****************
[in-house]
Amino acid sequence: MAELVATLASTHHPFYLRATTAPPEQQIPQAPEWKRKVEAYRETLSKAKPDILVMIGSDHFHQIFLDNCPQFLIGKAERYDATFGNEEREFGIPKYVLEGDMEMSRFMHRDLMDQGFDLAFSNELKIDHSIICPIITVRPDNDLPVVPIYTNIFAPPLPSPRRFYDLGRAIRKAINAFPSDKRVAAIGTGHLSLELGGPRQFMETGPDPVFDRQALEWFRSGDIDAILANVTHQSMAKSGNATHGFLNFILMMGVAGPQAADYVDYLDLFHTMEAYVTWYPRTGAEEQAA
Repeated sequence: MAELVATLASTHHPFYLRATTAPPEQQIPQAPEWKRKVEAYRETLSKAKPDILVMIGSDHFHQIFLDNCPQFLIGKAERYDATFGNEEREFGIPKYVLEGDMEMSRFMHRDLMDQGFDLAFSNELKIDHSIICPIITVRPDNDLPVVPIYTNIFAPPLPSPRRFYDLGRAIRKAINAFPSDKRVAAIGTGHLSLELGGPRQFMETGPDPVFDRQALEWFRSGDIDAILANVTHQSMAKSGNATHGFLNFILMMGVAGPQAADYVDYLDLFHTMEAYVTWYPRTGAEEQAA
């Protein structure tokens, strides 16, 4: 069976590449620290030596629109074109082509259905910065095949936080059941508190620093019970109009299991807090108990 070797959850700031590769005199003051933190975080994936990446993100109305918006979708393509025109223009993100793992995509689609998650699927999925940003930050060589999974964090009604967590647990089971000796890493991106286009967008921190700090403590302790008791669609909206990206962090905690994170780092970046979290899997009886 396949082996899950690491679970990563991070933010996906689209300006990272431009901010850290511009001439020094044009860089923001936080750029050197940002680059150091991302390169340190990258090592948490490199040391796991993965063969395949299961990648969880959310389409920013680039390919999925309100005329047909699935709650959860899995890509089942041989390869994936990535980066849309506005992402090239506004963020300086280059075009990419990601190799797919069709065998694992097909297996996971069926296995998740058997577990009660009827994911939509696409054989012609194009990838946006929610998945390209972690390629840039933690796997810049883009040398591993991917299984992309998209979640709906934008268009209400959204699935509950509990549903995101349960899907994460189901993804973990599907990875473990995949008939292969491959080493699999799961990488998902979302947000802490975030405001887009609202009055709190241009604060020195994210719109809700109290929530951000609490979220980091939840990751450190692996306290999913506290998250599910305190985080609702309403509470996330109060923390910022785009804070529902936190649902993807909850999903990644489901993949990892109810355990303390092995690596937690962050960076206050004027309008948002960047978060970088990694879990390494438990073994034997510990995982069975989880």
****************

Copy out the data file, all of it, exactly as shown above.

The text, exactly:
[in-house]
Amino acid sequence: MAELVATLASTHHPFYLRATTAPPEQQIPQAPEWKRKVEAYRETLSKAKPDILVMIGSDHFHQIFLDNCPQFLIGKAERYDATFGNEEREFGIPKYVLEGDMEMSRFMHRDLMDQGFDLAFSNELKIDHSIICPIITVRPDNDLPVVPIYTNIFAPPLPSPRRFYDLGRAIRKAINAFPSDKRVAAIGTGHLSLELGGPRQFMETGPDPVFDRQALEWFRSGDIDAILANVTHQSMAKSGNATHGFLNFILMMGVAGPQAADYVDYLDLFHTMEAYVTWYPRTGAEEQAA
Repeated sequence: MAELVATLASTHHPFYLRATTAPPEQQIPQAPEWKRKVEAYRETLSKAKPDILVMIGSDHFHQIFLDNCPQFLIGKAERYDATFGNEEREFGIPKYVLEGDMEMSRFMHRDLMDQGFDLAFSNELKIDHSIICPIITVRPDNDLPVVPIYTNIFAPPLPSPRRFYDLGRAIRKAINAFPSDKRVAAIGTGHLSLELGGPRQFMETGPDPVFDRQALEWFRSGDIDAILANVTHQSMAKSGNATHGFLNFILMMGVAGPQAADYVDYLDLFHTMEAYVTWYPRTGAEEQAA
């Protein structure tokens, strides 16, 4: 069976590449620290030596629109074109082509259905910065095949936080059941508190620093019970109009299991807090108990 070797959850700031590769005199003051933190975080994936990446993100109305918006979708393509025109223009993100793992995509689609998650699927999925940003930050060589999974964090009604967590647990089971000796890493991106286009967008921190700090403590302790008791669609909206990206962090905690994170780092970046979290899997009886 396949082996899950690491679970990563991070933010996906689209300006990272431009901010850290511009001439020094044009860089923001936080750029050197940002680059150091991302390169340190990258090592948490490199040391796991993965063969395949299961990648969880959310389409920013680039390919999925309100005329047909699935709650959860899995890509089942041989390869994936990535980066849309506005992402090239506004963020300086280059075009990419990601190799797919069709065998694992097909297996996971069926296995998740058997577990009660009827994911939509696409054989012609194009990838946006929610998945390209972690390629840039933690796997810049883009040398591993991917299984992309998209979640709906934008268009209400959204699935509950509990549903995101349960899907994460189901993804973990599907990875473990995949008939292969491959080493699999799961990488998902979302947000802490975030405001887009609202009055709190241009604060020195994210719109809700109290929530951000609490979220980091939840990751450190692996306290999913506290998250599910305190985080609702309403509470996330109060923390910022785009804070529902936190649902993807909850999903990644489901993949990892109810355990303390092995690596937690962050960076206050004027309008948002960047978060970088990694879990390494438990073994034997510990995982069975989880």